The battery is usually guaranteed to have around 70% of its original capacity after seven years, and this could be transferred if a car is sold.

Just check the small print as with some models this might only apply with private sales. 

When you test drive the used car, ask to see it when it’s fully charged and check what its information screen says about the battery health.

Look at the warranty conditions and give the car a thorough once over before you make a decision. You could also get a dealer to check it out for you if you’re unsure. 

Some dealerships specialise in second-hand EVs such as Drive Green. You could also pick up an ‘approved used’ electric vehicles at some dealers too. 

 

Electric car batteries: should I lease or buy?

The cost of the battery of an electric car might be included in your total price, or it could be an extra cost. 

This is because you can either buy the battery outright or you could pay monthly for an electric car battery lease.

Not all manufacturers give you the option of buying or leasing, so check first before committing to buy.

Car batteries tend to last for around 10 years, but this might depend on how much you use the car, and how well you take care of the battery.

For example, leaving the battery flat for a period of time could mean it then isn’t able to charge properly. 

 

Why it could be worth buying an EV battery

The benefit of buying a battery, which could cost around £5,000, is that you don’t have to pay anything more after the initial cost.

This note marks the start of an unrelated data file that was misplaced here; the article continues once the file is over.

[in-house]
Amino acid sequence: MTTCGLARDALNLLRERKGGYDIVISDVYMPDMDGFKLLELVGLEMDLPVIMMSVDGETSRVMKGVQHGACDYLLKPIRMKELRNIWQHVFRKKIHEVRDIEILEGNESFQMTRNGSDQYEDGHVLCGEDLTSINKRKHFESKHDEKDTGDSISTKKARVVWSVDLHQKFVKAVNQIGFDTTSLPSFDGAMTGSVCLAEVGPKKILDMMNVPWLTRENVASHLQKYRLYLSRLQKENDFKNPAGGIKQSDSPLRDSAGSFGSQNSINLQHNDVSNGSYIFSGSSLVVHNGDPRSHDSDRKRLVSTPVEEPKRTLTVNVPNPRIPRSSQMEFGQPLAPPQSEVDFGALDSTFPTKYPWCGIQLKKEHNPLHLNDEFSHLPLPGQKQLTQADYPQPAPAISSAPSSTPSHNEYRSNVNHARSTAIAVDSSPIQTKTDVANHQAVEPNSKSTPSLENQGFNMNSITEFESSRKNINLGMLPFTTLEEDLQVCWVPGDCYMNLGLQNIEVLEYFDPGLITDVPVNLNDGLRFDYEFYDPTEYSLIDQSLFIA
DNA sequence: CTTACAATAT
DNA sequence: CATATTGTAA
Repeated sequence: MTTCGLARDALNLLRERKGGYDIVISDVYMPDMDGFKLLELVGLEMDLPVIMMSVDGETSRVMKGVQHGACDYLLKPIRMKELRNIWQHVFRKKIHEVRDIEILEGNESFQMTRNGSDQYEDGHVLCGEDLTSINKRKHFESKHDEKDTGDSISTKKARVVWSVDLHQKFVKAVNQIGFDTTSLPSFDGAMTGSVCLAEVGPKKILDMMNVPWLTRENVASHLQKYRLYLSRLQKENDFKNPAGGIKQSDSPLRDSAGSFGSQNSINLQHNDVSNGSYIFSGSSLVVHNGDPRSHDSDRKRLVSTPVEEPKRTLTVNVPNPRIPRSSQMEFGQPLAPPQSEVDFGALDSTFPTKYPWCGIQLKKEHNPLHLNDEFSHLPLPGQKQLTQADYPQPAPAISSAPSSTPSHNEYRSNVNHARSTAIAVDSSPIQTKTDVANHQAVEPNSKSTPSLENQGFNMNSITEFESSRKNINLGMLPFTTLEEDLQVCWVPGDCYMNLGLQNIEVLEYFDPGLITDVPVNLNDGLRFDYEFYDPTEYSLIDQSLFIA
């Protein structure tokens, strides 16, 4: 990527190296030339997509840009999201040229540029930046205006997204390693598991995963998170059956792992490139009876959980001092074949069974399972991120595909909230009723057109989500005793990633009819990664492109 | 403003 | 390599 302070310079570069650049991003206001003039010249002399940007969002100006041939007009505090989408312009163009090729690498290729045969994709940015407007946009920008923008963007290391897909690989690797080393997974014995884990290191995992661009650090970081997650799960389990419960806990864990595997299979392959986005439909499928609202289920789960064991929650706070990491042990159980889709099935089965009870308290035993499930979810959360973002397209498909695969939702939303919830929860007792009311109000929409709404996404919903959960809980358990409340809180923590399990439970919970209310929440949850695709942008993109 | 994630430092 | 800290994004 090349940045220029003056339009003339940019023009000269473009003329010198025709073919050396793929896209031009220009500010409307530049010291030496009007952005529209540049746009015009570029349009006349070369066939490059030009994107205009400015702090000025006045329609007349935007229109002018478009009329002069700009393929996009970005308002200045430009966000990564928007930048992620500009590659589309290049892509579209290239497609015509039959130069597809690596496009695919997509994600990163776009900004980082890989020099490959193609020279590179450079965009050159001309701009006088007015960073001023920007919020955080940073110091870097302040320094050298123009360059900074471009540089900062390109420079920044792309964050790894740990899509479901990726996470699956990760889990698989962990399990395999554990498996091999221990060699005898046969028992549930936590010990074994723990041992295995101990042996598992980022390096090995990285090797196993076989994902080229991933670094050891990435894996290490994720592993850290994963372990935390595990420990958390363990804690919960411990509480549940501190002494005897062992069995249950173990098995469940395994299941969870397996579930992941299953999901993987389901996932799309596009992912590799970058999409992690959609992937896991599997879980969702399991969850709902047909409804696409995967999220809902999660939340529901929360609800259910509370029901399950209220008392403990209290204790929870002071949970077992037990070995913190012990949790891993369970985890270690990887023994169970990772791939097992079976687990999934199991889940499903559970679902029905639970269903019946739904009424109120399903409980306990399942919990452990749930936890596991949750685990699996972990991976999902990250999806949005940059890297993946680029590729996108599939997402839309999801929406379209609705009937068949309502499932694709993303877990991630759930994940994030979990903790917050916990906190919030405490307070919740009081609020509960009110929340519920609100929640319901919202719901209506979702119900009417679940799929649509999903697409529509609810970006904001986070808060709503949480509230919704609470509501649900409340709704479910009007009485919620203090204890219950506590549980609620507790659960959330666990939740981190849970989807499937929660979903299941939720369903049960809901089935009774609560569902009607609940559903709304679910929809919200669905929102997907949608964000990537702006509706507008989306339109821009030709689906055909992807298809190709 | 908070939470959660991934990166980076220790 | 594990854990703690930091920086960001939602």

It might add a lot to the amount you’re spending on the vehicle, but this could be cheaper than paying a monthly leasing cost in the long run.

If you own the battery, you’d also be responsible for the upkeep if it’s out of warranty, as well as replacing it.

 

Why leasing an EV battery could be an option

Leasing requires you pay smaller payments every month and could be more affordable if you can’t afford to buy a battery outright. 

As you’re leasing the battery, you don’t own it and if it needs repairing or replacing, the dealership should arrange this. 

The more you drive, the more expensive your monthly costs could be and there might be a cap on the number of miles you can drive.

 

How much does leasing a battery cost?

To give a rough idea of cost, here are some battery leasing costs for some popular EVs:

Renault Zoe 22 kWh*

Miles per year <4500 <6000 <7500 <9000 <10500 <12000 <13500 <15000
Cost per month
£49
£59
£69
£79
£89
£99
£109
£119

Renault Zoe 40 kWh*

Miles per year <4500 <6000 <7500 <9000 <10500 <unlimited
Cost per month
£59
£69
£79
£89
£99
£110

Nissan leaf flex 24 kWh*

Miles per year <7500 <9000 <10500 <12000
Cost per month
£70
£77
£85
£93

 (*kWh is a unit of electric energy - the same that you'd find on your electric bill. This figure relates to how many units of electric energy the battery stores. The higher the kWh, the higher the range.)

 

Cheap electric cars

The cost of a new electric car depends on the type of car you choose and whether you buy it outright or use an electric car finance scheme.

You might also need to factor in the cost of electric car insurance when budgeting for your new car.

Here we look at some of the most popular models, and how much they might set you back.